View Full Version : Keep Moving ...Nothing to See Here

17th October 2012, 02:51 PM
Perhaps the title of this thread is too harsh. But in general, T&T offers little to the crusing sailor, especially if that sailor is looking for something more than just a stop-over.

Trinidad is well-known to Caribbean sailors in general and those in the catamaran world in particular. This is because the islands lie South of the hurricane zones identified in most boat insurance contracts. So it is not uncommon for sailors in the southern Caribbean to head there during hurricane season to comply with the limits of their insurance policies if not to outright avoid the possibility of a hurricane.

Additionally, most of the catamarans being delivered to the Western hemisphere from South Africa cross the Atlantic to stop in Trinidad's Chaguaramas bay which offers a well-developed marine industry to tend to pre-delivery details.

The island, however, is not the tropical paradise we all wish it was. I just returned from 10 days there during my third trip to these islands. But this was my first trip there for the purpose of investigating a possible long-term move to the Caribbean. Here is what I observed.

Despite being among the richest nations in the Caribbean, due chiefly to its oil industry, the nation suffers from massive socio-economic problems. While some Trinidadians (mostly government and oil industry types) live in comfort and even opulence, the vast majority live in squalor. The haves and have-nots are poles apart and the middle class is vanishing. Crime had reached such epic proportions early this year, that the government-imposed a three-month curfew period as well as other restrictions. Crime seem to have subsided a bit since then, but the problem remains a serious challenge.

There is only one part of Trinidad that is generally known for cruiser-friendly capacities. Despite the large size of Chaguaramas Bay, there are only a few marinas there Ė all of which are at the far end of Western Main Road Ė the one and only road between the marina region and Port of Spain, the nationís capital. This one road (a two-lane blacktop) is notorious for traffic conditions that make downtown Los Angeles or New York look like a race track. Most of this water front area is dedicated to industrial and shipping concerns. However, the few marinas suitable for yachts are generally well-appointed. One in particular, Crews Inn, seemed to be among the best in the islands.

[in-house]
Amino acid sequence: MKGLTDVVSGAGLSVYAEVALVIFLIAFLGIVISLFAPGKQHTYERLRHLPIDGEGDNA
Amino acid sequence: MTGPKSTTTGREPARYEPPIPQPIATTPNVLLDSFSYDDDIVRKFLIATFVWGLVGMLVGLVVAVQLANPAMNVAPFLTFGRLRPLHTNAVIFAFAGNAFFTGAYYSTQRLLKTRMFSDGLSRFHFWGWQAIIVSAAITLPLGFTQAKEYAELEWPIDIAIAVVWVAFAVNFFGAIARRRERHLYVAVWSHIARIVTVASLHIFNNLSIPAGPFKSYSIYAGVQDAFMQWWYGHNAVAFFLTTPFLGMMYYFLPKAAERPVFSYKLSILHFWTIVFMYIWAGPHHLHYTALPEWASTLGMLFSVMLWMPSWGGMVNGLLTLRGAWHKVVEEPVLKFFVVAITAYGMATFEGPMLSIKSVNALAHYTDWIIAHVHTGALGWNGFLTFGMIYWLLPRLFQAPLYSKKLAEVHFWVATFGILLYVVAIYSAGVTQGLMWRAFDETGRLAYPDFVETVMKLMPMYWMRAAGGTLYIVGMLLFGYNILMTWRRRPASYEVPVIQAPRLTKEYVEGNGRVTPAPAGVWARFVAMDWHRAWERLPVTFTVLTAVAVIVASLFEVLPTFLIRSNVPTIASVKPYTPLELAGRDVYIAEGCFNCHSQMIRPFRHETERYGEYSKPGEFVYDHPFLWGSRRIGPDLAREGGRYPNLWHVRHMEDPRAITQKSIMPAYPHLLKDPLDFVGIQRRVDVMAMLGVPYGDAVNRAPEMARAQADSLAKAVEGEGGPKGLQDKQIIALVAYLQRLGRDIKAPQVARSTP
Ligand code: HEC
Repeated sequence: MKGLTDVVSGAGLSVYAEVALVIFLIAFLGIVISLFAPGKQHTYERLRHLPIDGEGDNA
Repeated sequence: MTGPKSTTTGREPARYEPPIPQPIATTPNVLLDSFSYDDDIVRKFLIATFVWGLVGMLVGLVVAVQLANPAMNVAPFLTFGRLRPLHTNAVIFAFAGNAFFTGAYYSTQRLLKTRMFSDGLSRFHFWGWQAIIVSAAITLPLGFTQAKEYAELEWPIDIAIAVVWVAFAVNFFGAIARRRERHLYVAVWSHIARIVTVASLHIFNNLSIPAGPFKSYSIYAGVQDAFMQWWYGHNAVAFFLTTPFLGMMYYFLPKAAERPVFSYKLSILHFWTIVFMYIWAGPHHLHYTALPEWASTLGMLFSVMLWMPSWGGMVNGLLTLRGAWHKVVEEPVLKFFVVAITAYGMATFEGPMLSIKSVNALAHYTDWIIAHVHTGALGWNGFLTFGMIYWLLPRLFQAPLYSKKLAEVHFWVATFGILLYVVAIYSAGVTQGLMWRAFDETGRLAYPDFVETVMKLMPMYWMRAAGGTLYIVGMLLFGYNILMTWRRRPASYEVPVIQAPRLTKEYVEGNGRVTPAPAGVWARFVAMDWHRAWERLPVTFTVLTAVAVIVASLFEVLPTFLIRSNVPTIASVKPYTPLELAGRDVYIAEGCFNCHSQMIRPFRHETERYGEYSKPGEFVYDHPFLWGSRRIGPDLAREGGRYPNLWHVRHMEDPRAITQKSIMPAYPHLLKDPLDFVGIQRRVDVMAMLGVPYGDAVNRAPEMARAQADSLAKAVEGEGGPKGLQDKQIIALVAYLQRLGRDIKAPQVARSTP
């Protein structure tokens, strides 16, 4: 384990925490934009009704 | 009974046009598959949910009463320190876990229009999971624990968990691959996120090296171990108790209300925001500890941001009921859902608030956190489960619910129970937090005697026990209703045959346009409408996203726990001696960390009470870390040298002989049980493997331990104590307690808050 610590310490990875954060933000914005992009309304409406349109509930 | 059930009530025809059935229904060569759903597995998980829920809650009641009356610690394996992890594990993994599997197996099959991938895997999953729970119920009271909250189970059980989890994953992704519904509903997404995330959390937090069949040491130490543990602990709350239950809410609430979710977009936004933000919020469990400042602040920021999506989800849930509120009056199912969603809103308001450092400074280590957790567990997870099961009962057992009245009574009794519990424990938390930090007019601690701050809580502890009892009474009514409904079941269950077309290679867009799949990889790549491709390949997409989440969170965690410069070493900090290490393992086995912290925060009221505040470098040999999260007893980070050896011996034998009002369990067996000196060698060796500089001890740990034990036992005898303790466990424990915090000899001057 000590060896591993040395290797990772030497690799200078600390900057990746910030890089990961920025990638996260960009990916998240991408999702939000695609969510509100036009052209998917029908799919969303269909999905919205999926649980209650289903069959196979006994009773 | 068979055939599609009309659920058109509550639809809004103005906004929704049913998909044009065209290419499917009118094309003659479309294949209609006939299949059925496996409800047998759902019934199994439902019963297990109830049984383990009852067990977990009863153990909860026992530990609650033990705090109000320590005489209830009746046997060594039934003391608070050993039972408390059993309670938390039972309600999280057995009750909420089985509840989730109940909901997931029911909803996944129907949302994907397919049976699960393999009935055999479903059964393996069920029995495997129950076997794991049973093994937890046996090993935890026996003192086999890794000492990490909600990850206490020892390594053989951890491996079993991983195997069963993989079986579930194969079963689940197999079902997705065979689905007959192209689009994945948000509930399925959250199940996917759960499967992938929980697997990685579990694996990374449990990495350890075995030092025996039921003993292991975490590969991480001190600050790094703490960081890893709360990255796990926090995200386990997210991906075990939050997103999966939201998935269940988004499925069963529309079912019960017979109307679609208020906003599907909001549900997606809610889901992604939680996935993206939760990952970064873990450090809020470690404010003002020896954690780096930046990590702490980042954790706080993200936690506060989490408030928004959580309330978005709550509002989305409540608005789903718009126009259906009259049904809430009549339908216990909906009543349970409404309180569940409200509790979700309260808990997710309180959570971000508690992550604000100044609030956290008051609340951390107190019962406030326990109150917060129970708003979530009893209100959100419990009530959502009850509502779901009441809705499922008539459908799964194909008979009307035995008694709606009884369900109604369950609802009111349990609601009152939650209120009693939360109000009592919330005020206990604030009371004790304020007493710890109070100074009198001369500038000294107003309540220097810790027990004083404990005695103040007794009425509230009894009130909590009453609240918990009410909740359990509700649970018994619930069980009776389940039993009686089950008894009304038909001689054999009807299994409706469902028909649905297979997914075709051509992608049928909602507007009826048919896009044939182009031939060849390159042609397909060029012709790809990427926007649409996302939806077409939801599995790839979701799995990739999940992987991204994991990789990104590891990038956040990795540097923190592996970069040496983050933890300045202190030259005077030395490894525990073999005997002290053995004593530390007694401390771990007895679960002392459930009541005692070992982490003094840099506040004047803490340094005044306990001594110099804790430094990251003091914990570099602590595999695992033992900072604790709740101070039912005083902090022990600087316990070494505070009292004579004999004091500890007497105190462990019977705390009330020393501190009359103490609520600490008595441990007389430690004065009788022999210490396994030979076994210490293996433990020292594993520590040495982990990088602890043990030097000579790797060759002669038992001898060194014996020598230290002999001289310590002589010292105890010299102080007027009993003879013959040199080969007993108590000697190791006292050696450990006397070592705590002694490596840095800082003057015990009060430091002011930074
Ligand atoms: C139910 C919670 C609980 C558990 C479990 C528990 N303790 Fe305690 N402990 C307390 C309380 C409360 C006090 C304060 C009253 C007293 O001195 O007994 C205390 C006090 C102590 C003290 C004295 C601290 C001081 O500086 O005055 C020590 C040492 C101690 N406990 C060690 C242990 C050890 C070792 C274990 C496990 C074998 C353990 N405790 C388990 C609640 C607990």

Security is a growth industry in the marinas of Chaguaramas and, in general it appears to be good. Port of Spain is not a particularly dangerous city during the day. Itís a busy place with lots of traffic and, for the Caribbean, lots of hustle-bustle. But at night, itís best to be on your way out of town. Day or night, there are neighborhoods in the surrounding hills overlooking the capital where even locals will not go.

Tobago is a different story. Trinidad's sister island is something more like an iconic island resort. St. Maarten is richer, the BVI is larger, but Tobago is something fairly unique. It is "homier" and more rustic than the other resort islands in the Caribbean, and has a quality of being far more laid back than Trinidad. It is also seems to be safer and more stable in the same way that a small town usually feels safer and less challenging than any big city.

Tobagoís Western side is in the lee and there is very little weather that ever comes from the West. The sea-state is generally VERY calm while the wind is sufficient to cruise that side of the island. The Atlantic side is, of course, rougher Ė sometimes much rougher. The big problem for sailors is that there are no marinas and precious little in the way of marine services in Tobago. Man O War Bay in the Northeast is a clearing-in port and seems to be a good anchorage its well-protected on three sides, open only to the North and, judging by the many boats anchored there, it appears to offer good holding. The bayís town of Charlotteville is nice enough. But the bay itself is suitable only for transients on the hook. There are no moorings or marinas so long-term stays in this port are only possible if you donít mind staying at anchor for the full length of your stay.

It seems to me that the government of Trinidad & Tobago would do well to entice investment in a marina or two on Tobago. The island is nice enough to be a destination unto itself and its location below the hurricane belt would make it a natural choice for sailors looking for long-term as well as transient ports. Until that happens, the best part of Trinidad & Tobago will remain little more than a place you can visit while the one place you can put in for anything more than a stop-over, will have little to offer.